Seven years ago, everything changed.
I was just a 165 pound freshman in college who had barely been on campus for a week. College was new and scary and it felt odd to realize I was actually there. I didn’t know a single person at the school, and meeting all of these people was so incredible. But right when classes should have been getting underway, things were derailed massively.
I remember laughing at the RAs who ran out into the wind and rain to play tennis in the storm. I laughed even harder when they were chewed out for doing so. As things got worse outside and the power went out, I remember sitting around watching a movie on a laptop in the dorm lobby with about 50 people. We sat around in the dark with an acoustic guitar and a camcorder and jokingly sang “I Believe In A Thing Called Love” at the top of our lungs to pass the time since we could’t sleep. For us, it was just a powerless night to get through.
It wasn’t until the next morning when the truth hit.
As soon as the sun peeked through the windows, everyone was awake. It took one look outside to realize that things were much worse than we thought. Most of the student body walked through the surrounding neighborhood, which was completely powerless, and helped residents clean debris. We had to stay on the lookout for downed power lines and broken glass littering the streets. The worst moment was passing by a house where a tree had fallen on and killed an elderly woman. The lone casualty in Central Mississippi, just a quarter mile from where I slept.
The strangest feeling in the world, though, was not fully knowing what happened. If things were this bad here, three hours north of the coast, then what actually happened down there? We didn’t have power for weeks. How severe was it in Gulfport and Biloxi? Without any power or television, we could only speculate, and truthfully, not knowing was terrifying.
What we didn’t know, and wouldn’t really know for several days, was that we had just witnessed one of the deadliest and costliest natural disasters in history. Later in the week, when I finally got to my uncle’s house that still had power, I was able to turn on the news. It was surreal. These images on the screen looked fake to me. Flooded cities. Wreckage everywhere.
1,833 confirmed dead. $108 billion worth of damage.
A few months later, I was able to go to Gulfport and Biloxi and do some work. I’m not sure I ever would have been prepared for seeing what it looked like. As we drove down the beachside highway, we had no words to say to each other. We just stared at the sides of the road, where all of these buildings should have been. The place my family had always gone on family vacations had been reduced to a bunch of concrete slabs. Nothing was left. There weren’t buildings to repair. There was only disaster to clean up.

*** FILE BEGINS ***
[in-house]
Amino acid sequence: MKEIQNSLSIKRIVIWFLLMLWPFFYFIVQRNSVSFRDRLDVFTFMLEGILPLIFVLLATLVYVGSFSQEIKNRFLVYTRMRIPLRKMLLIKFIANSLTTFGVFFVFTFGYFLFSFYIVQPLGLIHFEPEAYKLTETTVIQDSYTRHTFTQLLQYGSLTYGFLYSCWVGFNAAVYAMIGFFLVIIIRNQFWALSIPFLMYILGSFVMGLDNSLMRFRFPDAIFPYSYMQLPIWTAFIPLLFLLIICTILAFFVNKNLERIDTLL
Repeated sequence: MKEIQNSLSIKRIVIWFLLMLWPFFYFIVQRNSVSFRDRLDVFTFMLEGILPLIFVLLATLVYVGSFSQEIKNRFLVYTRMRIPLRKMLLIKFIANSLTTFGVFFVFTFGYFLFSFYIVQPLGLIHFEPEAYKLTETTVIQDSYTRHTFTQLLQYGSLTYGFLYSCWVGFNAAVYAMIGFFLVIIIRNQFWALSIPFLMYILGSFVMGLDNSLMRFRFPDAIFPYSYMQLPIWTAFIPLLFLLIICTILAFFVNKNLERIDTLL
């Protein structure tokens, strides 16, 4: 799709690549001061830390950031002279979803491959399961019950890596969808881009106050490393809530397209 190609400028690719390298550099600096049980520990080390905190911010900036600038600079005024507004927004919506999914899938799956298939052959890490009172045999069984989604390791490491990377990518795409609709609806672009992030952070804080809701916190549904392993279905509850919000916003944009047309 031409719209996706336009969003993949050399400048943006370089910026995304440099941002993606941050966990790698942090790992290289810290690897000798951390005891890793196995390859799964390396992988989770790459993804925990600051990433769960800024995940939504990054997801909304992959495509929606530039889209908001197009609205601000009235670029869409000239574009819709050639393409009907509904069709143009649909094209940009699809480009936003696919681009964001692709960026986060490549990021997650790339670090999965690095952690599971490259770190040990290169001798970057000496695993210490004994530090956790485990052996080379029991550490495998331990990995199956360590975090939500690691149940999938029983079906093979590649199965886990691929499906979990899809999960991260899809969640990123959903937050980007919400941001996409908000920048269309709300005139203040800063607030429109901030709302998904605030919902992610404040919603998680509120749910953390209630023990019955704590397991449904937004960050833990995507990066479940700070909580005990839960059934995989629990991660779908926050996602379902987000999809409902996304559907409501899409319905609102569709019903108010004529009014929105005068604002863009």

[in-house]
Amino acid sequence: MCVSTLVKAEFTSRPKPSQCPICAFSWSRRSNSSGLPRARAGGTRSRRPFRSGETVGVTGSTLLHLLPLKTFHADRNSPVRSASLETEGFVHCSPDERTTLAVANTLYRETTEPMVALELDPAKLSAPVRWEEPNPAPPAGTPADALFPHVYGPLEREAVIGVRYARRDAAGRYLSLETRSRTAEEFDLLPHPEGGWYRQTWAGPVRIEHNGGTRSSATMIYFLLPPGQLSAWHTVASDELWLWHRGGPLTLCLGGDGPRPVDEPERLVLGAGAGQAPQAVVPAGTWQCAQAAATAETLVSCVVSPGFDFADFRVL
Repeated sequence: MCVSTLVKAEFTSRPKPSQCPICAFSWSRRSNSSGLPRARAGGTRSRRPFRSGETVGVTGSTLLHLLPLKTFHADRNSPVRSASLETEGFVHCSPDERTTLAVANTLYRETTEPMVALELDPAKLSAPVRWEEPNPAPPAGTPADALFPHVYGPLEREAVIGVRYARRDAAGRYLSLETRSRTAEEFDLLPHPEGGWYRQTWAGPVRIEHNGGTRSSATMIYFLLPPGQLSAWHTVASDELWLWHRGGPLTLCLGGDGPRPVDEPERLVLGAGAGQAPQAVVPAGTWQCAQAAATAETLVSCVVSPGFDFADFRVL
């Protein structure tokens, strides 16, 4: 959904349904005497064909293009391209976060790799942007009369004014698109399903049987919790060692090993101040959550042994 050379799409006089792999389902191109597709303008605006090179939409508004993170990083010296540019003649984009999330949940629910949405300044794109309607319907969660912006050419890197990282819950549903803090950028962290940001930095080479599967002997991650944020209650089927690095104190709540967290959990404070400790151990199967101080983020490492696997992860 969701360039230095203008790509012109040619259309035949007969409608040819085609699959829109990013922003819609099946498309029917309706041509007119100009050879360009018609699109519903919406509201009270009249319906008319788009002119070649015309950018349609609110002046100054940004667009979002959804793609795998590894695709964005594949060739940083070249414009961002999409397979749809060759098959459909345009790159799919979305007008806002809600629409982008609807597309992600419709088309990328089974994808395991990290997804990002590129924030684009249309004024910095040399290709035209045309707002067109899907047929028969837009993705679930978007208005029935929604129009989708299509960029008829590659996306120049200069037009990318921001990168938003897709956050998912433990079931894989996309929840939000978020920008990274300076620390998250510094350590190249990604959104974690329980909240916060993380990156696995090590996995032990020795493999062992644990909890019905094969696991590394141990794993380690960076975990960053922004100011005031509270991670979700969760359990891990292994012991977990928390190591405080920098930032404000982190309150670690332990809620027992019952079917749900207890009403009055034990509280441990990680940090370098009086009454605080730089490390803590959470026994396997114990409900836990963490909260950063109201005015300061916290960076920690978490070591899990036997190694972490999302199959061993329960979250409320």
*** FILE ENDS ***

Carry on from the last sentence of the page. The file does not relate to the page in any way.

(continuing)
Yet it didn’t always feel like a disaster. Not here in Mississippi, at least. We didn’t have the same stories of looting. There was no Superdome turned into a third world country. We had stories of a state government who was on the scene within hours of the storm ending. We had stories of neighbors going out and helping neighbors who needed it. Groups from all over the nation were coming in by the busload to help with relief efforts. Families who had lost everything were being given everything that was left by those around them. In one of our most horrible moments, this state that often is ridiculed was standing proud, helping our brothers and sisters who needed it most.
As I sit in my house now, waiting for Hurricane Issac’s rain to fall and preparing for a few downed trees and perhaps a brief power outage here in Jackson, I have to think back seven years. I have to think back to that horrible storm, Katrina, that ripped my home apart. That storm that changed everything.
I also have to think about right now. How Gulfport and Biloxi are largely rebuilt. About how since then, when other disasters have occurred, we have been quick to jump into giving aid. About how over the past seven years, we Mississippians have been given a point of pride for our poor, beaten down state, as we handled a disaster that claimed 1,833 lives with as much grace, togetherness, and hard work as we could muster.
I live in a post-Katrina world. One that was united in distress, instead of pointing the finger or crying “woe is me”. One that brings me to tears when I think back seven years ago. One that has given me a pride for my people that can’t be replaced.
Seven years ago. 1,833 confirmed dead. $108 billion worth of damage. None of that will ever be forgotten.